13 Colonies Part II: Settlement of Additional Colonies – U.S. History


This PowerPoint, with activities, and lesson plans are available @:
This lesson is part II of the settlement of North American colonies. In part I we covered: Roanoke, Jamestown, Plymouth, Massachusetts Bay, Providence, Connecticut and New Hampshire. In this lesson, we cover: New Amsterdam / New Netherlands, New York, New Jersey, Pennsylvania, Delaware, Maryland, North & South Carolina, and Georgia. Major players, themes, and events are covered to help the student understand motivations and goals of the settlers of these colonies. Content includes:

• New Amsterdam / Netherlands: Henry Hudson, purchase of Manhattan from the Native Americans, establishment of the Port of New York, diverse population, capture by England and the renaming to New York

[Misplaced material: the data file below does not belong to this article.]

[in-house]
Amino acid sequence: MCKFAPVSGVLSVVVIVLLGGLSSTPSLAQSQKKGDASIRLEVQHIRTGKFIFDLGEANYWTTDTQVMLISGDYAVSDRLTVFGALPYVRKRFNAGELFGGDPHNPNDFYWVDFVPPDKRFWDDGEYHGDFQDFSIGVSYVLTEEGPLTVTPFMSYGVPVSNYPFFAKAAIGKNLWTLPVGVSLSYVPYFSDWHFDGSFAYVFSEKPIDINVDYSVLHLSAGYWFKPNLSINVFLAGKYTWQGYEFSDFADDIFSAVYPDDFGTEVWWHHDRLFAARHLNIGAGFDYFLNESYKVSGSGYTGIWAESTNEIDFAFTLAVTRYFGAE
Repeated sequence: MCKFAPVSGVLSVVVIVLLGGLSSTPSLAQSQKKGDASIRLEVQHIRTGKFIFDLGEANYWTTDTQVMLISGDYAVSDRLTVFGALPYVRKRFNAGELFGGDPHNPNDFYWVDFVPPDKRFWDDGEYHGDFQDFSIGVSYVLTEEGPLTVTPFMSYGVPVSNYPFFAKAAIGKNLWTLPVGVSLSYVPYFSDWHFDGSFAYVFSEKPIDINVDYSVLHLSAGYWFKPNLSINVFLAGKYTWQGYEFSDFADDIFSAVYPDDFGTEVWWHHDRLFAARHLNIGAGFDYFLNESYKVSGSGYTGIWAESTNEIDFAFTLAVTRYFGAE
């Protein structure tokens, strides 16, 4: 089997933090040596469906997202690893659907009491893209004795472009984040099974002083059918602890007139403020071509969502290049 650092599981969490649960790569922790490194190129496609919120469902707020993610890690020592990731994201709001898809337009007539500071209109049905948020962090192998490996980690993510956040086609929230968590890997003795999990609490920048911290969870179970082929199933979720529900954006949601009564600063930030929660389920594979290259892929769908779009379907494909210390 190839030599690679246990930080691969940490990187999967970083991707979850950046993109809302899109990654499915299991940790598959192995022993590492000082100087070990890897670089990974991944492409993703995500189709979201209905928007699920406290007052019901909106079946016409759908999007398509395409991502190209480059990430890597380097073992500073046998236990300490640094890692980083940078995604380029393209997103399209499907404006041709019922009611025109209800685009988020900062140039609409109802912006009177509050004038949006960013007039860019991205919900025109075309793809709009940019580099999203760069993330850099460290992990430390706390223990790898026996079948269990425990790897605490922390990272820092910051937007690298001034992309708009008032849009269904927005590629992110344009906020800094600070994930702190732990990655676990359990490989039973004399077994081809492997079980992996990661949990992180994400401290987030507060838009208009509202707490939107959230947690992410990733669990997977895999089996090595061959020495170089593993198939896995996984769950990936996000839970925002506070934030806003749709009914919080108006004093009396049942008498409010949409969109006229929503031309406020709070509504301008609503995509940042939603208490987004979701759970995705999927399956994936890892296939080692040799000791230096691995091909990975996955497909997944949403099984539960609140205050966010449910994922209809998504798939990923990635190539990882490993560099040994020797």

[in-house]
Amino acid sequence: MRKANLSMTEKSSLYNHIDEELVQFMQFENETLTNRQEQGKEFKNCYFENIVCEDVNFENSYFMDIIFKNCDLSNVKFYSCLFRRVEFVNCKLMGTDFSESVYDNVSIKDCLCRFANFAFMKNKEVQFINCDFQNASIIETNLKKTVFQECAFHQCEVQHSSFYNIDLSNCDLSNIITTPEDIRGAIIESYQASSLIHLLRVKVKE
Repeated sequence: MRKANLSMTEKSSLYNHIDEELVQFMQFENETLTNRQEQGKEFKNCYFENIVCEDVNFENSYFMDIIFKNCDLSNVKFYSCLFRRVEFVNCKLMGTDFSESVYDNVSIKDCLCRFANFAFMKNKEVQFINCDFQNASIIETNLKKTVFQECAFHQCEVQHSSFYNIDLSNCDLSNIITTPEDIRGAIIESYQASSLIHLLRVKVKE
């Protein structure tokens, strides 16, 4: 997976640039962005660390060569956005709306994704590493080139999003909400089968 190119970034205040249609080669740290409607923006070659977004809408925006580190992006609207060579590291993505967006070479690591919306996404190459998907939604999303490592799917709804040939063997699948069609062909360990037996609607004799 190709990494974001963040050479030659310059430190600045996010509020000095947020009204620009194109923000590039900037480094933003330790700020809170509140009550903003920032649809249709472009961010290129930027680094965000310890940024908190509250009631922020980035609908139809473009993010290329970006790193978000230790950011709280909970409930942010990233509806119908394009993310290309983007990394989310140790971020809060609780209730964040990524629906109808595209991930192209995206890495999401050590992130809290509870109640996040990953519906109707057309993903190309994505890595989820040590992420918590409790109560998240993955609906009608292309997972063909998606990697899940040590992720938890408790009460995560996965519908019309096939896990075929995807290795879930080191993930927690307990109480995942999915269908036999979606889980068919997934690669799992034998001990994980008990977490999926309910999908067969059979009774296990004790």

• New Jersey: the Duke of York’s gift to settlers, enticements to new settlers
• Pennsylvania: William Penn, creation of Philadelphia, Quaker persecution, religious freedom,
• Delaware: settlement by Sweden, independence from William Penn
• Maryland: Calvert aka Lord Baltimore, safe location for Catholics
• Carolina: division into North and South
• Georgia: James Oglethorpe, home for debtors and the poor

Like most of the videos on Mr. Raymond’s Civics and Social Studies Academy’s lessons, this video ends with a review “quiz.” Remember that the PowerPoint in this video as well as a variety of lesson plans, worksheets, smartboard files, and activities, are available at Teachers Pay Teachers.

As a social studies teacher, I have often looked for good YouTube video clips to show my students. I hope these videos will serve as a supplement to lessons for civics teachers, US history teachers, US government teachers and their students. I have also thought that these videos could help those who are going to take the naturalization test to become US Citizens.

All content in this video is for educational purposes only… ***For noncommercial, educational, and archival purposes under Law of Fair Use as provided in section 107 of the US copyright law. No copyrights infringements intended***



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